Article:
A much more difficult question to tackle is why should the government be allowed to spend “my” money on social justice issues? My conservative friend that I mentioned above put it this way, “If a single person makes the decision to put $10,000 on a credit card and go into debt to give it to the poor, well then, that’s their decision. But when the government gives money to foreign aid, furthering the U.S.’s debt, it’s no longer one person’s decision, but someone making a decision for all of us.” His logic is understandable to be sure, but with the huge sums of money the government spends on ridiculous things, I’m sure not about to argue about money they spend of social justice concerns. For Pete’s sake, I just read today that at a recent conference NASA spent $66 per person per day for “light refreshments” of soda, coffee, fruit, bagels and cookies. When confronted with spending $62,611 on snacks for 317 people for three days, NASA’s response was that they hadn’t “price shopped.” No kidding! If people are going to complain about how the government spends taxpayer money, they should start with a long list of other things before getting to aid for the poor.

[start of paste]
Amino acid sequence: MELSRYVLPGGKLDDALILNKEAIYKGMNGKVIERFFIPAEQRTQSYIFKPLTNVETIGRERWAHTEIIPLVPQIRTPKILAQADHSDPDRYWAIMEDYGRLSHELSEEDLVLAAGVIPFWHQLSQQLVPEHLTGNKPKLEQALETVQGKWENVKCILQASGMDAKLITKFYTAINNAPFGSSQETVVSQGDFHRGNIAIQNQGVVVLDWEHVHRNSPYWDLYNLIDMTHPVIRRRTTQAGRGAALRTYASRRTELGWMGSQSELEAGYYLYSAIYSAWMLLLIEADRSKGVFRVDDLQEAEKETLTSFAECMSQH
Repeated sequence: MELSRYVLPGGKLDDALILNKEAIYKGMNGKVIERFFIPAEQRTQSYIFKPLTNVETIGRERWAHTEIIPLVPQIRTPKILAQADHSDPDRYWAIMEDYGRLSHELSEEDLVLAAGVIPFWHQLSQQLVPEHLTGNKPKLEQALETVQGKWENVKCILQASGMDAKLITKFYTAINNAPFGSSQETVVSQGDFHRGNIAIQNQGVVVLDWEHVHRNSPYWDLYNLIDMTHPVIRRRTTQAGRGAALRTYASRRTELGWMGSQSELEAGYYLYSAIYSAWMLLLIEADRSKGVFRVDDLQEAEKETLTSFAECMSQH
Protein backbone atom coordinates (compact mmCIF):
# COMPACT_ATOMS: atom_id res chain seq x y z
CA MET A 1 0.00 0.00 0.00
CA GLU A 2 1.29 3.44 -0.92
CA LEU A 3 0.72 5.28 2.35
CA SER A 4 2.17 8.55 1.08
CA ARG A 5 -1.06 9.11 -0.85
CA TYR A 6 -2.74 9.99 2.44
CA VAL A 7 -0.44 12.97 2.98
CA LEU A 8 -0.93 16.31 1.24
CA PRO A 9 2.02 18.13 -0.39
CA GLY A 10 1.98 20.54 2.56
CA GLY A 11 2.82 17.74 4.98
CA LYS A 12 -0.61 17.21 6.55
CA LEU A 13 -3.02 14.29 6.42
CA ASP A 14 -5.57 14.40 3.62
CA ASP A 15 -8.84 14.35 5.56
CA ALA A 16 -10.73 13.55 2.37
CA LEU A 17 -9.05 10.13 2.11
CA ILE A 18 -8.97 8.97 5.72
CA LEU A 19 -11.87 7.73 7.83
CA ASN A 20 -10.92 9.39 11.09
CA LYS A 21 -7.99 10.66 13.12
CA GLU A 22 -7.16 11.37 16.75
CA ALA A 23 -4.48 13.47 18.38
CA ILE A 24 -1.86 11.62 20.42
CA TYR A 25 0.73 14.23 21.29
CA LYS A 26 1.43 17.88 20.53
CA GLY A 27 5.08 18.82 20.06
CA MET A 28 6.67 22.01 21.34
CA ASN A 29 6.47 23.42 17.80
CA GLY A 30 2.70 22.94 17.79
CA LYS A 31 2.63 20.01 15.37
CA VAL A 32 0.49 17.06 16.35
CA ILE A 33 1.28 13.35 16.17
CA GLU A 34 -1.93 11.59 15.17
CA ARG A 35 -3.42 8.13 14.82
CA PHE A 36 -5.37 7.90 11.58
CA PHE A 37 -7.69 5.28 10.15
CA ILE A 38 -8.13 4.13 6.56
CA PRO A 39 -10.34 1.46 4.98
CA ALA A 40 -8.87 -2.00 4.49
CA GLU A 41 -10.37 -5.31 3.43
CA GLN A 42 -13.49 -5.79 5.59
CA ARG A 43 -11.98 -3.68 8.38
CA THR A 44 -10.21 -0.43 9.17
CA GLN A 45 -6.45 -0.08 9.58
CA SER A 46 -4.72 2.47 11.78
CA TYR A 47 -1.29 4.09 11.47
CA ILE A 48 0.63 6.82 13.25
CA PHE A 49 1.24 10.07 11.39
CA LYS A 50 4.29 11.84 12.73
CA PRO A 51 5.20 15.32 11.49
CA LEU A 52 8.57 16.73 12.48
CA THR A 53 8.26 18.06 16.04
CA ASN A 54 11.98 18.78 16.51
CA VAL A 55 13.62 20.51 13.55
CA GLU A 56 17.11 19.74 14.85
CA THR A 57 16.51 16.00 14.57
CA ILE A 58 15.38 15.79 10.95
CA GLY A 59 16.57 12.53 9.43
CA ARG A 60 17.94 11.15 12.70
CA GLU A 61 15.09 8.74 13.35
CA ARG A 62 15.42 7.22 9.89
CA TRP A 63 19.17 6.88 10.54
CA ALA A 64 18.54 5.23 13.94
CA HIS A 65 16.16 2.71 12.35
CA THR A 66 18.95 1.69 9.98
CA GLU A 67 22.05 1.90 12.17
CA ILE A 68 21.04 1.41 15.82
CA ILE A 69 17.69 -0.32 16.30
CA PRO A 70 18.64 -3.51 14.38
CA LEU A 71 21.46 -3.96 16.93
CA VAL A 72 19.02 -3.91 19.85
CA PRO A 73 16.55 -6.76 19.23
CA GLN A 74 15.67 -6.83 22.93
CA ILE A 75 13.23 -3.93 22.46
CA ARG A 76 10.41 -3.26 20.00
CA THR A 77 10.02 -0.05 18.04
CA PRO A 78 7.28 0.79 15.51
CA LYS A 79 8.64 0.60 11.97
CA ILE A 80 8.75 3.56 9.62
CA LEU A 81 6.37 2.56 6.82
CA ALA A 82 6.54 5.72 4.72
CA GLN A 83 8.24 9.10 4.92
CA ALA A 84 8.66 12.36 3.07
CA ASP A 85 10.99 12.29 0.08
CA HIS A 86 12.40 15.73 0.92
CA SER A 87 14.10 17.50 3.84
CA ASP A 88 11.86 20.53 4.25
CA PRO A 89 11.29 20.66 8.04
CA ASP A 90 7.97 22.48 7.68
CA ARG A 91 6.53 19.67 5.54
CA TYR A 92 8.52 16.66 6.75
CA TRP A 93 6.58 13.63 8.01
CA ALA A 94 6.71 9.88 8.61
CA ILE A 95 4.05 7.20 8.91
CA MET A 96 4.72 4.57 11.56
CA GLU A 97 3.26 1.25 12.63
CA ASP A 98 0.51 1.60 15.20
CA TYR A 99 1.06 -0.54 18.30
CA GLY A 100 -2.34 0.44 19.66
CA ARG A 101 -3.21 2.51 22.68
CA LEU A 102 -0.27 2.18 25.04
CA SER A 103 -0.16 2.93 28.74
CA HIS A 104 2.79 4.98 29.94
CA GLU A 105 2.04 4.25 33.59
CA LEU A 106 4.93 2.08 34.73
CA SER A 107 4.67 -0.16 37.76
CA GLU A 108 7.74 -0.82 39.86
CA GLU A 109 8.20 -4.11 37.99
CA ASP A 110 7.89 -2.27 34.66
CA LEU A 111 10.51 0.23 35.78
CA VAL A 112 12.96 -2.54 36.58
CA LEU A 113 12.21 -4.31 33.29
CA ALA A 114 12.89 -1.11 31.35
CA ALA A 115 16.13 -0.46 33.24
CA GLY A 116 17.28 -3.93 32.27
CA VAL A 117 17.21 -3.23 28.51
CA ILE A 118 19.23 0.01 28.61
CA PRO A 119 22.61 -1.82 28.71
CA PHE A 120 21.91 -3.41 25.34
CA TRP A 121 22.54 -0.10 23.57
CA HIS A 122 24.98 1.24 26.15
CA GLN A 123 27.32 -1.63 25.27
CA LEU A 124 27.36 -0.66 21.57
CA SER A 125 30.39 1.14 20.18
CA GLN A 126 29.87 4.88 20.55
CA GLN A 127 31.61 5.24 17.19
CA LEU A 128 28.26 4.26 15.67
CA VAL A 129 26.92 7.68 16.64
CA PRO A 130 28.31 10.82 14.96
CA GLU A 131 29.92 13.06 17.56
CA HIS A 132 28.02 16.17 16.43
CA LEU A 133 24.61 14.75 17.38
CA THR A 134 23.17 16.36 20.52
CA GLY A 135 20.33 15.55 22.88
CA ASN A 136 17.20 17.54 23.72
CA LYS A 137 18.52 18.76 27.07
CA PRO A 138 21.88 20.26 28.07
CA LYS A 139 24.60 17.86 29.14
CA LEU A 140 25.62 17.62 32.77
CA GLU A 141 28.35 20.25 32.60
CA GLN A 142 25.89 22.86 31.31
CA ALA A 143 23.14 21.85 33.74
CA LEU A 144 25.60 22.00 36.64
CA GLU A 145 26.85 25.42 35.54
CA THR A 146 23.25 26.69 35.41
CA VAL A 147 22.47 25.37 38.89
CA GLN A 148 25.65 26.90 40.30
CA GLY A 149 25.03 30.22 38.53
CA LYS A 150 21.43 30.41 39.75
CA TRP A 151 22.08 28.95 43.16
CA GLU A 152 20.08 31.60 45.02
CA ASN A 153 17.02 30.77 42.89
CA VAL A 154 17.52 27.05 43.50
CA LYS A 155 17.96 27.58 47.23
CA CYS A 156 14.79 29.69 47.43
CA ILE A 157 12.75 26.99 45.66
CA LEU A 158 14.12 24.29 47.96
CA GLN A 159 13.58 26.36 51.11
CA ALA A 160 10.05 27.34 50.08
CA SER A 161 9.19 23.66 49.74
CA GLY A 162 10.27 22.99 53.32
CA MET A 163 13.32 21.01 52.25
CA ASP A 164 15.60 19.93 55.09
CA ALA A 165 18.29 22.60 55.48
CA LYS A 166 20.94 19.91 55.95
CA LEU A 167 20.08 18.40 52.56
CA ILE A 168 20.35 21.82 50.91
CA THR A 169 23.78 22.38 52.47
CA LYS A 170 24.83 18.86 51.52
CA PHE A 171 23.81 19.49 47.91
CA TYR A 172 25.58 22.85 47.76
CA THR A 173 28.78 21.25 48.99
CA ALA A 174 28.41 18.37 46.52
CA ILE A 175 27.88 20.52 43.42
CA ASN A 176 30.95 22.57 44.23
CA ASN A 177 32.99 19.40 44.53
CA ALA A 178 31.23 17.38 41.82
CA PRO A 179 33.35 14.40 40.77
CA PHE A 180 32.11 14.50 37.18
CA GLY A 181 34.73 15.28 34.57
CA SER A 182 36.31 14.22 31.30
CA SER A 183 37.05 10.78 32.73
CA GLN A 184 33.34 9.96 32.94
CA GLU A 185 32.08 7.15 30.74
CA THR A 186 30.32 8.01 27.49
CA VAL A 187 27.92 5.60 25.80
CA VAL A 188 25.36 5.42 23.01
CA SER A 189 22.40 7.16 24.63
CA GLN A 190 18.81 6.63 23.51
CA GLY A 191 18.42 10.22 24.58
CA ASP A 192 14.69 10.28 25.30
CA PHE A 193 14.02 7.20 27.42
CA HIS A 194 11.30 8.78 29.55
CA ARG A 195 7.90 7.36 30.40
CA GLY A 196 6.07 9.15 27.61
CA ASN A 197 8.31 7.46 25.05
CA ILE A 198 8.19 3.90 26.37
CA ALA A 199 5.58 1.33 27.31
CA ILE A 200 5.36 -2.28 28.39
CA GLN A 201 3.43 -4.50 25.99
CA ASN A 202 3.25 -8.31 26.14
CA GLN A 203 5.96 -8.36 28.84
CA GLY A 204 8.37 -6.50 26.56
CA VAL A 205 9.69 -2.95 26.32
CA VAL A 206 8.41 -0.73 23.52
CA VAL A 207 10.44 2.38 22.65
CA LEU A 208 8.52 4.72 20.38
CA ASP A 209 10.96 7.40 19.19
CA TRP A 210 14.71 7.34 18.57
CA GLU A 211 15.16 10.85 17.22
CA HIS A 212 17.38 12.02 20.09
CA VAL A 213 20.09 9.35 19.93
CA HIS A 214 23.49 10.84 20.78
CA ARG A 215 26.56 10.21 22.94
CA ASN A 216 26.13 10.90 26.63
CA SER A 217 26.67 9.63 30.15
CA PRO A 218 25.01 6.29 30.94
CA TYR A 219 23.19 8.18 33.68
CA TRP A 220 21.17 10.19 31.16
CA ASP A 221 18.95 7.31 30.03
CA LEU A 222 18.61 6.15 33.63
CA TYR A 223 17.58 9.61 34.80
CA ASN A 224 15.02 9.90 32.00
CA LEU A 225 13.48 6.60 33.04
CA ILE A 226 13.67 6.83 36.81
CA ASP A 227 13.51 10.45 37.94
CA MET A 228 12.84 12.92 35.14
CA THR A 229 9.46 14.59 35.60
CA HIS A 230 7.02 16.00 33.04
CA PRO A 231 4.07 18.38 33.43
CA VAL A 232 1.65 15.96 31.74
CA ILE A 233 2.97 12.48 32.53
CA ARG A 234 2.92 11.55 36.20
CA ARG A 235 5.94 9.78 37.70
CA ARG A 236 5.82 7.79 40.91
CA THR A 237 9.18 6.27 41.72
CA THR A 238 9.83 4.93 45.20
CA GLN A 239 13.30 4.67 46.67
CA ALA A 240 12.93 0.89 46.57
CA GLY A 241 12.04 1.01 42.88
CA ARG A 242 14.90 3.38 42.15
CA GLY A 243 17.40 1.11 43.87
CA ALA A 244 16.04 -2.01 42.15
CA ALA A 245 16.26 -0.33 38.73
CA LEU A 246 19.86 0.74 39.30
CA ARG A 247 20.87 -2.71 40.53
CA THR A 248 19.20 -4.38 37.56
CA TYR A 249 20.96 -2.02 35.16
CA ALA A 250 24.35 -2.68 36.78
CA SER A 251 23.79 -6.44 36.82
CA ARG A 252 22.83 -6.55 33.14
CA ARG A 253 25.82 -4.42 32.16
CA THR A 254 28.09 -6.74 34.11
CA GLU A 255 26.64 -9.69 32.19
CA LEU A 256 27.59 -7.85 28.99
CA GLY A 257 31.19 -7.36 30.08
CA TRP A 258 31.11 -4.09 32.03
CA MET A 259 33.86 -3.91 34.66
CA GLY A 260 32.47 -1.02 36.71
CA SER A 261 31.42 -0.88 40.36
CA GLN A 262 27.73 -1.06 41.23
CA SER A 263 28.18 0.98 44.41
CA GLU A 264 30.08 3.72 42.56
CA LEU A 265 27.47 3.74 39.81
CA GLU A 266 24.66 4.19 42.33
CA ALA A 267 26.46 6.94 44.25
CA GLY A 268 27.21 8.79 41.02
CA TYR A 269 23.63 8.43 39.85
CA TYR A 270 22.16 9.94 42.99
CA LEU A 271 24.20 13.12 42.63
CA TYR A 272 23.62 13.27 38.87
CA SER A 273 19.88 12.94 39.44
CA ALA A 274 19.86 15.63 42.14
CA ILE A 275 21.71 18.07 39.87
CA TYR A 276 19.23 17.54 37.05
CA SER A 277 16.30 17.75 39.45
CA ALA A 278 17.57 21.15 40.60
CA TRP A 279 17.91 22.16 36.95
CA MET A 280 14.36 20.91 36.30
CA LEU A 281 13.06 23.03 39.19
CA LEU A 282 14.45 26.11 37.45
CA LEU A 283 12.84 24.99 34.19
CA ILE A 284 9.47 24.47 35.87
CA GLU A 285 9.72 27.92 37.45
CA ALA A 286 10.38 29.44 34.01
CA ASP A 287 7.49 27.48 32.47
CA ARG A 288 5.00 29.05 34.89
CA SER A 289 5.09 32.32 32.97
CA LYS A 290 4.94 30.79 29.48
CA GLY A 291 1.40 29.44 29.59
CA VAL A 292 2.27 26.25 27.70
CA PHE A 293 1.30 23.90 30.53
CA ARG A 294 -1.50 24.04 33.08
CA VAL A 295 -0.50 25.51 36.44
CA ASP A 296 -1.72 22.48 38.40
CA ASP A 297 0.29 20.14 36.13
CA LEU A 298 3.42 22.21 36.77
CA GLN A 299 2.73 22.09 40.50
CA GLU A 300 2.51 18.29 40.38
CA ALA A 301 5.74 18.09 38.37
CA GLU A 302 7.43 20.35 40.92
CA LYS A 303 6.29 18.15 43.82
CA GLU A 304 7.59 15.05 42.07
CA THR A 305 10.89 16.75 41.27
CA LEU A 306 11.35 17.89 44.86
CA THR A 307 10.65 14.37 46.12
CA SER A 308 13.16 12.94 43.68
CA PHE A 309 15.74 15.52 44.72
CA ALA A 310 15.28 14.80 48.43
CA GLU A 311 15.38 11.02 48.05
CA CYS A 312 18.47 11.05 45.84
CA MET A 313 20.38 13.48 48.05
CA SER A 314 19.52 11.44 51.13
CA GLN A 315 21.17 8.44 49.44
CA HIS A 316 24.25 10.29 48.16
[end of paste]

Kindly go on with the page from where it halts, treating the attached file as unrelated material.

Which brings us to the last point – the “if-people-just-worked-hard-enough-they-could-make-something-of-themselves-one-day-too” argument. In my opinion, this is such a narrow, (perhaps unknowingly) narcissistic worldview. Another conservative friend of mine recently reasoned another often heard argument (to paraphrase) that although God commanded His people to care for the poor He never said the government should do it, and additionally, people need to work for self worth and have a job and not just rely on federal funding. So, let’s tackle the government comment first. Originally, in the very beginning, God never intended for His people (the Jews specifically) to have a government, for the Church was to be their “government” and God, their King. However, because the Jews wanted an earthly king, God made provisions for them. In the book of Romans, we’re told that God has appointed all authority, and if the government is an extension of its people, then the government should also, in concern for the global community, make responsible decisions and policies to fight against injustices in the world. As I pointed out in the last article, this is not a call for Socialism, Communism, Name-your-ism. But rather it is a call for justice: people receiving what is due to them, what is right and proper, in the context of their own community and people.